This paper makes use of various valuation models to evaluate the intrinsic value of companies in Taiwan’s tourism industry. The results indicate that the Edwards-Bell-Ohlson (EBO) model is the best model available for valuation in terms of forecasting capability. Due to a significant growth in the national income in the last two decades, there have been rapidly increasing demands for recreation and tourism services in Taiwan. Taiwanese people have become more concerned about how to spend their leisure time efficiently than in the past. As a result, tourism activities have become an important life-style for people in this country. Tables 1 and 2 indicate that Taiwan’s tourism industry has a large market size and tourists are very willing to spend their money to obtain tourism services in order to increase the level of their quality of life. This leads to the fact that tourism-related industries are regarded as promising new industries and valuable investment opportunities for investors in Taiwan. It is noteworthy that Stephen (2004) describes the tourism industry as having the following industrial characteristics: (1) complexity: the undertakings of tourism agents are involved in a diverse range of businesses and institutions. They may operate by themselves or cooperate with each other to promote the tourism business in order to form a service network for tourists; (2) public welfare: the purpose of running a tourism business is not solely for economic incentives, but also for educating the citizenry, providing pleasure to the tourist, presenting appropriate life-styles, releasing pressure, and so on; (3) generality: any region with attractive natural resources can be developed as tourism destination.
Competitive Capability Evaluation for Middle and Small Enterprises in Regional Industries
H. Y. Cheng, Science & Tech. Information Institute of Kunming
D. M. Zhang, Science & Tech. Information Institute of Kunming
M. Ye, Kunming Science & Tech. Bureau
J. Xia, Kunming Science & Tech. Bureau
The middle and small enterprises of regional industry (MSERI) are very important composition of the regional economical development in China. In this paper, we use the analytical hierarchy process (AHP) and vague comprehensive judgment to evaluate the competitive capability of MSERI. First, by way of identifying the developmental relationships and setting up the index system of MSERI, we used Delphi investigation and three-decision problem solving to obtain the rates of indexes of various tiers in the MSERI system. Then we used the vague comprehensive judgment to evaluate competitive capability. Finally, we obtained the evaluation result of competitive capability of MSERI and discussed the relevant problems for the evaluation. The middle and small enterprise (MSE) is a group of enterprises (often private units) that are in the same industry with limited capital and production ability, but occupying a very important position in regional economical development processes in China. It plays roles for cooperation between city and county, to develop local economic progress and to steady the society. The MSE grows stronger with the development of the Chinese economy in regional economic development, especially for the county economy. It is understood that China’s economics cannot develop without the development of the MSE. In this paper, the MSE is the element that provides independent production, sales, and service to the customers. Here we don’t exclude the effect of middle and large enterprises in regional economic development. Due to the differences of geographical position, culture background, science and technology development, natural conditions and resources, regional economic development exhibits unbalanced characteristics in China.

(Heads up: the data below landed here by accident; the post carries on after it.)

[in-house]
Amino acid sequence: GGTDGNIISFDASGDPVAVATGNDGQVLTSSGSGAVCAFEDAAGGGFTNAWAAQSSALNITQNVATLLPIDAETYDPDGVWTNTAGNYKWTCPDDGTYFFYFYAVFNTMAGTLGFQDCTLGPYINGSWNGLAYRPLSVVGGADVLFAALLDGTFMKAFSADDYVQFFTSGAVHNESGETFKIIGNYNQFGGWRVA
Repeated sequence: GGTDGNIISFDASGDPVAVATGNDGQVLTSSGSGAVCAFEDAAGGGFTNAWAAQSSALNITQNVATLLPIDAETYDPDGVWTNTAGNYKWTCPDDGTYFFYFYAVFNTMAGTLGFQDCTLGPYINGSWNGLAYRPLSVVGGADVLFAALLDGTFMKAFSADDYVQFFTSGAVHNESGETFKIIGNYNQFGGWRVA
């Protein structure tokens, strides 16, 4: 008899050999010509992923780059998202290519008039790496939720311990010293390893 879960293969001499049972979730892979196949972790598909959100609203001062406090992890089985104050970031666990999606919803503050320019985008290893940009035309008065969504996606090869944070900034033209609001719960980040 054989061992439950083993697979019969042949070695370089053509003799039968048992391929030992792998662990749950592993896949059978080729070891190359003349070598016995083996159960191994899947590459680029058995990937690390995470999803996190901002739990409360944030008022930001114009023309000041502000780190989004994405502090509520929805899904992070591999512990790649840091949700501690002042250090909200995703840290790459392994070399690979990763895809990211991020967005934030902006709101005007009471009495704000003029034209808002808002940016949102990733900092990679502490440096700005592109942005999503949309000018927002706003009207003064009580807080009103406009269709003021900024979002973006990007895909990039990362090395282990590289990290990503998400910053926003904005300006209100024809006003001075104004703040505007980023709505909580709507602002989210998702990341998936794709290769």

Identifying Organizational Capabilities As Predictors of Growth and Business Performance
Dr. Cemal Zehir, Gebze Institute of Technology, Turkey
A. Zafer Acar, Gebze Institute of Technology, Turkey
Dr. Haluk Tanrýverdi, Sakarya University,Turkey